Storms lift water restrictions in Southern California by 7 million
LOS ANGELES (AP) — California’s 11th atmospheric river abruptly left the storm-drenched state on Wednesday, causing flooded roads, landslides and downed trees in the southern part of the state, as well as drought-ending rainfall that marked the end of water restrictions for nearly 7 million people.
A A das to 1001000 ca 1 ]no itself originally at itself into with, 27,000 people are still under evacuation order statewide, the decision by the Metropolitan Water District of Southern California (MCWAD) was a relief to amid a historic drought in the state.
The district supplies water to 19 million people in six counties. The council imposed restrictions that included limiting outdoor watering to one day a week in parts of Los Angeles, Ventura and San Bernardino last year during a severe public water shortage.
But weather concerns remained Wednesday, as 61,000 more people remained under evacuation warnings and more than 650 people were in emergency shelters, according to the California Governor’s Office of Emergency Services.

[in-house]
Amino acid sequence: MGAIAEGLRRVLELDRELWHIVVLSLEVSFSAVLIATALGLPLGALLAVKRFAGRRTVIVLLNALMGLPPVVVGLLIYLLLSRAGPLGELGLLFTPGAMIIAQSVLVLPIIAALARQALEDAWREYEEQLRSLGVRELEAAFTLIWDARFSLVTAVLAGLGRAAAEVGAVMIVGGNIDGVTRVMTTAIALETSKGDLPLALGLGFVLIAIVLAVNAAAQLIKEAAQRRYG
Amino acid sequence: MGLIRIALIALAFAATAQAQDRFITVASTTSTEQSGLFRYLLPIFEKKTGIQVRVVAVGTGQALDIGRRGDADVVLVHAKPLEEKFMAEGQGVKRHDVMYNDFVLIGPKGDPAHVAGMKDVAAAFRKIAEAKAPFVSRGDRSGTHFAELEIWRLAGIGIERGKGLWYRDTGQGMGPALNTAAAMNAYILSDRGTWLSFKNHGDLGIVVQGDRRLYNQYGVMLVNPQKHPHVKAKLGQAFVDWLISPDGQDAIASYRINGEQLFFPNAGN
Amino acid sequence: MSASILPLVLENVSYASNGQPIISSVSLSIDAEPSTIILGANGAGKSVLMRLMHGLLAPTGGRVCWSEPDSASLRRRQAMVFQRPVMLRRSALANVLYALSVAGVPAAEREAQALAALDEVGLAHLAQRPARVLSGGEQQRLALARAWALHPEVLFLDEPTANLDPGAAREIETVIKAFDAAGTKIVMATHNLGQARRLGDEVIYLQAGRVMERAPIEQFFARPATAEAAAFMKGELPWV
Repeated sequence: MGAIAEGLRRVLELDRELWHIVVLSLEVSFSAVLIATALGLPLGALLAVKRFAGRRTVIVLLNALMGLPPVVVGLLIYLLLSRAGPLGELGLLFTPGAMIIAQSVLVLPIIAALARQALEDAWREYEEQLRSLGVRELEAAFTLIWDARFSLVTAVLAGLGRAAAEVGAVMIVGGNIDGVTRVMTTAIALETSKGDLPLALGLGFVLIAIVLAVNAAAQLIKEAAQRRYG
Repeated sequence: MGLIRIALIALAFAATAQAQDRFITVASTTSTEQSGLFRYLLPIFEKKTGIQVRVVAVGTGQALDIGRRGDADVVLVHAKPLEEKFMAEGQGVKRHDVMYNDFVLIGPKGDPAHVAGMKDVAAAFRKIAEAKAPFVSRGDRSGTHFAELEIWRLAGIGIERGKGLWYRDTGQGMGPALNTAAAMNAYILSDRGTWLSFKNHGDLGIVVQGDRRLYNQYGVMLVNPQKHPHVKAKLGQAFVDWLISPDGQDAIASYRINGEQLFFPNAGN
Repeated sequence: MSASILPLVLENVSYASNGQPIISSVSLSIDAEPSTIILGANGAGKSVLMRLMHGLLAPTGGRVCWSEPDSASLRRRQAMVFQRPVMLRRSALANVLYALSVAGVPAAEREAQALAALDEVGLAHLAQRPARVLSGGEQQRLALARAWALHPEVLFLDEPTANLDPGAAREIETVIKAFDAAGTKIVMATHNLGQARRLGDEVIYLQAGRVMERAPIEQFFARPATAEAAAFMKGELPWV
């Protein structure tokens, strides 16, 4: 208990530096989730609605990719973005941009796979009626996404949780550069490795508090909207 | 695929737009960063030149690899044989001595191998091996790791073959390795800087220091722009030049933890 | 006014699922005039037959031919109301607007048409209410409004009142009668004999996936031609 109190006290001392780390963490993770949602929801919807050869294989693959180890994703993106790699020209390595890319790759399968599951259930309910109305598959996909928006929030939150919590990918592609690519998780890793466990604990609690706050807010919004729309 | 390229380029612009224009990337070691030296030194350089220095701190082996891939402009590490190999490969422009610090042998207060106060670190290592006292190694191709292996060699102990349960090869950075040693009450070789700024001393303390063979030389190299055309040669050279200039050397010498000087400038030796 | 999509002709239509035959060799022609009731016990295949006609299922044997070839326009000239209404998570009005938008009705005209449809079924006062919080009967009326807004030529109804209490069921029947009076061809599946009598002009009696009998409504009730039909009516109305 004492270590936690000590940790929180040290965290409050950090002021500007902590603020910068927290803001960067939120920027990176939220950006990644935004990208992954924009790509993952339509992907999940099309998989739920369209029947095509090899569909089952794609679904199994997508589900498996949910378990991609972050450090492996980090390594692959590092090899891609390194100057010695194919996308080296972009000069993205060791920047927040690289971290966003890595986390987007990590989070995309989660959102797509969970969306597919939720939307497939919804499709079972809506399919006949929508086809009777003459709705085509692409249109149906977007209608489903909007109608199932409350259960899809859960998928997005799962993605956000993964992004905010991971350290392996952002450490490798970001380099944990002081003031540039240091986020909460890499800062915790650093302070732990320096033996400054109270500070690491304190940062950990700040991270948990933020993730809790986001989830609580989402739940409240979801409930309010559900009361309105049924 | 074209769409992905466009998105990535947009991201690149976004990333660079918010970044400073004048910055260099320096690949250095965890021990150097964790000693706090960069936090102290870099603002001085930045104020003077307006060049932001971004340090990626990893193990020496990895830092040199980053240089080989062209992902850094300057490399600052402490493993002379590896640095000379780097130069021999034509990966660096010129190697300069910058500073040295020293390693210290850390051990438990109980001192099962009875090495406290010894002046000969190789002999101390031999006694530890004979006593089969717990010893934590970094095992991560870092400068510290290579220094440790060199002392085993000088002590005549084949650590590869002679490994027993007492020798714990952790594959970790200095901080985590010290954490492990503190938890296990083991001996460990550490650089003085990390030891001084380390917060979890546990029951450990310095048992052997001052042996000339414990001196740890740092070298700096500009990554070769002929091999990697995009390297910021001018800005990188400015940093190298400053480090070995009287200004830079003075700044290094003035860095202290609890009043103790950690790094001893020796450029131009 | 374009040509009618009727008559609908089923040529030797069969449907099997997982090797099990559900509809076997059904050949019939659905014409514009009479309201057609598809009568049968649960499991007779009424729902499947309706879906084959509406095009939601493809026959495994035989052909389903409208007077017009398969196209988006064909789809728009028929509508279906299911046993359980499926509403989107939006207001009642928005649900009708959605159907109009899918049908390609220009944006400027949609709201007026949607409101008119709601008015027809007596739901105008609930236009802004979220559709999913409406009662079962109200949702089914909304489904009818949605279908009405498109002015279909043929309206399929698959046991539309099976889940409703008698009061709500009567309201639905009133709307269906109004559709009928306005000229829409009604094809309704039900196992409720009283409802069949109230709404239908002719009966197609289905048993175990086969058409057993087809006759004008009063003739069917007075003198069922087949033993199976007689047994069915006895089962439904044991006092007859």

Meanwhile, in Arizona, the city of Sedona urged people in dozens of districts to evacuate immediately Wednesday evening due to predicted flooding in Oak Creek. Stormy water flooded a roadway near a mobile home park, and forecasters said it could rise to 15 feet (4.6 meters), a foot above flood stage.
In Southern California, flooding also closed several miles of the Pacific Coast Highway through Huntington Beach, south of Los Angeles on the Orange County coast, and potholes disabled more than 30 cars on one Southern California freeway. More than 144,000 utility customers statewide were without power Wednesday afternoon, according to poweroutage.us.
Some Southern California beaches were closed as heavy rain overwhelmed sewage systems and sent thousands of gallons of sewage into the sea.
In Los Angeles, a man clinging to a concrete wall in the raging, rain-swollen Los Angeles River was saved from being swept away when a fire rescuer, hanging from a helicopter, reached him and he was brought to safety.
Gov. Gavin Newsom surveyed the flood damage in the agricultural region of the Central Coast, noting that the 12th atmospheric river could hit California next week. Officials have yet to determine the extent of the winter storm’s damage, both structural and financial.